At this point in the year, we are in what is considered to be the late-season for taxes. That means you should have already had a conversation with your CPA to figure out how much you owe and how you can lower that. Financial mistakes are costly for your practice. So I compiled a list of key tax planning takeaways from our other podcast episodes.
Start Planning NOW
A lot of dentists fail to plan adequately before their taxes are due. And regardless of your CPA’s skill, you will miss out on significant deductions if you do not know about them going into tax season. True tax planning occurs year-round, and now is the time to start no matter how late to the game you are. By planning ahead of time, you gain access to strategies and tactics that will minimize your taxes. That goes a long way when you are focusing on financial defense.
When it comes to financial offense like marketing or business development, you are not guaranteed results. Tax planning is one of the only processes that guarantee results and more money in your pocket. Our goal is to create a comprehensive tax plan so that you start saving money right away. By taking advantage of tactics like creating a medical reimbursement plan, we can beat the IRS legally by cutting expenses outside of the business as well.
For some reason, tax planning has a stigma. But it is not a shady practice that works great until you get audited. Tax planning means combing through the business for tax-saving opportunities and there is nothing illegal about that. We ask questions before making financial decisions and take advantage of every loophole available. You don’t have to raise red flags or make aggressive moves because all of our methods are IRS approved. All you are doing is capitalizing on opportunities that the government created.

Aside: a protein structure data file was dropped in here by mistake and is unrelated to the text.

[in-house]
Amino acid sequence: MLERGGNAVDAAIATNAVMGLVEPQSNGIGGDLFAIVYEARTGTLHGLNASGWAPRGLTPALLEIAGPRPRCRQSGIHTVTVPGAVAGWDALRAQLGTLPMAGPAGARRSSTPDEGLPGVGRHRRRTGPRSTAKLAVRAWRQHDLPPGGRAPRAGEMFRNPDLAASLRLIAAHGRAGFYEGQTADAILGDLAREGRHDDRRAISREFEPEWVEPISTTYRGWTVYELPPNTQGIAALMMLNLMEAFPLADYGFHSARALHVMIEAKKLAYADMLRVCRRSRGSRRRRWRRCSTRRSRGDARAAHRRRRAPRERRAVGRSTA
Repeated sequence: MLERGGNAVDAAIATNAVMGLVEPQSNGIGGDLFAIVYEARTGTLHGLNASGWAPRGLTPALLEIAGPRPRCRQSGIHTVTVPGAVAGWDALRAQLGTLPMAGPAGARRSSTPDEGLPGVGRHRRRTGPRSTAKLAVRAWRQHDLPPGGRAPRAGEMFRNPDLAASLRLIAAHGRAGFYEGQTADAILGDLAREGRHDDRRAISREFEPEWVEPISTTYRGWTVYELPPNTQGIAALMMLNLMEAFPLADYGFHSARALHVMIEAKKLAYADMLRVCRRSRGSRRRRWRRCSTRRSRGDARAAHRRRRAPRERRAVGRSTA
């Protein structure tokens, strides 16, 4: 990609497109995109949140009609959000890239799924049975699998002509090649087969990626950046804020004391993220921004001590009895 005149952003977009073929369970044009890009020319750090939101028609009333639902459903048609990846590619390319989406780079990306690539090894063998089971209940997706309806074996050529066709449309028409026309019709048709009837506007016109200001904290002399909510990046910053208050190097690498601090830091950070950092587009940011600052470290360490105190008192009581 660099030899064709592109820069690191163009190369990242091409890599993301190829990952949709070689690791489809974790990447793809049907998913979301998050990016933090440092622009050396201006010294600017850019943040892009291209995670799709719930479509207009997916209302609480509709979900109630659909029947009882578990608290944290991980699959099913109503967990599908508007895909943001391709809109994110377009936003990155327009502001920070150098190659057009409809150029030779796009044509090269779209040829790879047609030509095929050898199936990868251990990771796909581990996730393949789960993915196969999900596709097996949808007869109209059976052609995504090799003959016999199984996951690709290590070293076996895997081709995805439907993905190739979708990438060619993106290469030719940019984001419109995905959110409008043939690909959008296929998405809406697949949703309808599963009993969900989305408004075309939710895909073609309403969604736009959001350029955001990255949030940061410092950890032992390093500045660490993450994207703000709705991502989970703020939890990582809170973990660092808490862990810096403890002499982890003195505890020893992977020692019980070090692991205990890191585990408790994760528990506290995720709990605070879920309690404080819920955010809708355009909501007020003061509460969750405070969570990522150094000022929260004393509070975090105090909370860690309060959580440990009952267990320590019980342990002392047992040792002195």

Choose the Right Entity and Retirement Plan
Choosing the right entity and plans can also help you keep more of what you make. I evaluate my clients’ businesses to decide what is the best entity at that time, because picking the wrong one can cost you thousands of dollars per year. And choosing a retirement plan can be just as complex. Even younger dentists in a high bracket come in ahead of the game when they set up a defined benefits plan. So, it is critical to sit down with your CPA and lay all of your options on the table.
I’ve talked a lot about taxes so far, but the biggest concern for small business owners today is healthcare. There are a lot of different plans out there, but almost all medical expenses can be written off from braces to fertility treatments. If those types of expenses are on the horizon, you should consult your CPA to see if there’s anything you can do. It is money you’re going to spend anyway, so if you can write it off, why wouldn’t you?
As we discussed previously, home offices are one of the most misunderstood parts of this process. But they raise a lot fewer red flags than they did even two years ago. As long as you use it occasionally for administrative or management activities you will probably meet the requirement. You can write off a home office athletic facility and that makes anything from a home gym to a pool deductible. And you can deduct travel and vehicle expenses since you are traveling between two offices.
In this solocast episode of The Progressive Dentist Podcast, I summarize the key takeaways of tax planning. Click here to listen to the episode and hear all of the top tips from our other podcast episodes in one place. Please visit me at www.theprogressivedentist.com for more informative, money-saving podcast episodes like this one.